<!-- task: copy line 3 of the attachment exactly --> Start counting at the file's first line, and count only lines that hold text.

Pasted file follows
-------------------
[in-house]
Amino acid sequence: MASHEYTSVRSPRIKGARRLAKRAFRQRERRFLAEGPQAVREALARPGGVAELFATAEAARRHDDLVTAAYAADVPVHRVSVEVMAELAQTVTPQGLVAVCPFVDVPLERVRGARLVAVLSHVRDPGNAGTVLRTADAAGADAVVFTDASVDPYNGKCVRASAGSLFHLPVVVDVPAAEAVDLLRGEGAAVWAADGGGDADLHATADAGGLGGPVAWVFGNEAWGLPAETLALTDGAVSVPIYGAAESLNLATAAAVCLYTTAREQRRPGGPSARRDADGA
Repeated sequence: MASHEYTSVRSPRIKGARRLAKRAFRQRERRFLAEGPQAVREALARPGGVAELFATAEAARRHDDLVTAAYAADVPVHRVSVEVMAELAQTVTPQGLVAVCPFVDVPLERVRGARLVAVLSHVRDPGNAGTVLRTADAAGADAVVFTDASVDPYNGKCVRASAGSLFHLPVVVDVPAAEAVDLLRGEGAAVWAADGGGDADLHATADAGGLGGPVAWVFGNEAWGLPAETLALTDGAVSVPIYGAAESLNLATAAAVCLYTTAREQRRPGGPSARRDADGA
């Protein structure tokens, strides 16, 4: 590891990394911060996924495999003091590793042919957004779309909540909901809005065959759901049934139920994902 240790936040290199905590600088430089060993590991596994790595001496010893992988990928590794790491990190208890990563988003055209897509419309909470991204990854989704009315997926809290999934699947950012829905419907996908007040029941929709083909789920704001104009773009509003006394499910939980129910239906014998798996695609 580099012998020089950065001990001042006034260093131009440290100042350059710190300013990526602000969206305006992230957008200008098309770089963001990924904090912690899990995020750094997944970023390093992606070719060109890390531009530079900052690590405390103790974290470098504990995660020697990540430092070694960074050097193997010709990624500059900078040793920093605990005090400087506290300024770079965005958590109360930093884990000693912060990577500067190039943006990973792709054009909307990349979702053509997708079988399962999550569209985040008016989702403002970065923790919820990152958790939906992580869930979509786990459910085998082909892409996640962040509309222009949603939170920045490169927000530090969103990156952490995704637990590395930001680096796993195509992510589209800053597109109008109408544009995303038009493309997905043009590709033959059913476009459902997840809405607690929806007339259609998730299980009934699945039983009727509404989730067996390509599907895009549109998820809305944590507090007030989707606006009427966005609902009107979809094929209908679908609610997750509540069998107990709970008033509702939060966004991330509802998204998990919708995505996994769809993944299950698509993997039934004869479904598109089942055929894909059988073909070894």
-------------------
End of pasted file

Repeated sequence: MASHEYTSVRSPRIKGARRLAKRAFRQRERRFLAEGPQAVREALARPGGVAELFATAEAARRHDDLVTAAYAADVPVHRVSVEVMAELAQTVTPQGLVAVCPFVDVPLERVRGARLVAVLSHVRDPGNAGTVLRTADAAGADAVVFTDASVDPYNGKCVRASAGSLFHLPVVVDVPAAEAVDLLRGEGAAVWAADGGGDADLHATADAGGLGGPVAWVFGNEAWGLPAETLALTDGAVSVPIYGAAESLNLATAAAVCLYTTAREQRRPGGPSARRDADGA